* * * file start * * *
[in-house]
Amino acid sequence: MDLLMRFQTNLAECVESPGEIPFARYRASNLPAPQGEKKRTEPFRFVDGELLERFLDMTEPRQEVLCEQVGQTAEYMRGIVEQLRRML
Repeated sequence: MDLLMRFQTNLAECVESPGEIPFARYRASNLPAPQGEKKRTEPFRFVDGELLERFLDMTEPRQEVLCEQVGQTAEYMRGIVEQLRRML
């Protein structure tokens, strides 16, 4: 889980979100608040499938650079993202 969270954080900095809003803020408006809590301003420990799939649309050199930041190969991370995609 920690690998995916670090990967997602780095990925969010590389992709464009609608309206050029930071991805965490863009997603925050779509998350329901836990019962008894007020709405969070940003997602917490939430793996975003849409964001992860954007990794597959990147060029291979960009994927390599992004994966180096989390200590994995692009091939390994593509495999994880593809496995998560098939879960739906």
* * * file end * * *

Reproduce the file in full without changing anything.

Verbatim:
[in-house]
Amino acid sequence: MDLLMRFQTNLAECVESPGEIPFARYRASNLPAPQGEKKRTEPFRFVDGELLERFLDMTEPRQEVLCEQVGQTAEYMRGIVEQLRRML
Repeated sequence: MDLLMRFQTNLAECVESPGEIPFARYRASNLPAPQGEKKRTEPFRFVDGELLERFLDMTEPRQEVLCEQVGQTAEYMRGIVEQLRRML
């Protein structure tokens, strides 16, 4: 889980979100608040499938650079993202 969270954080900095809003803020408006809590301003420990799939649309050199930041190969991370995609 920690690998995916670090990967997602780095990925969010590389992709464009609608309206050029930071991805965490863009997603925050779509998350329901836990019962008894007020709405969070940003997602917490939430793996975003849409964001992860954007990794597959990147060029291979960009994927390599992004994966180096989390200590994995692009091939390994593509495999994880593809496995998560098939879960739906």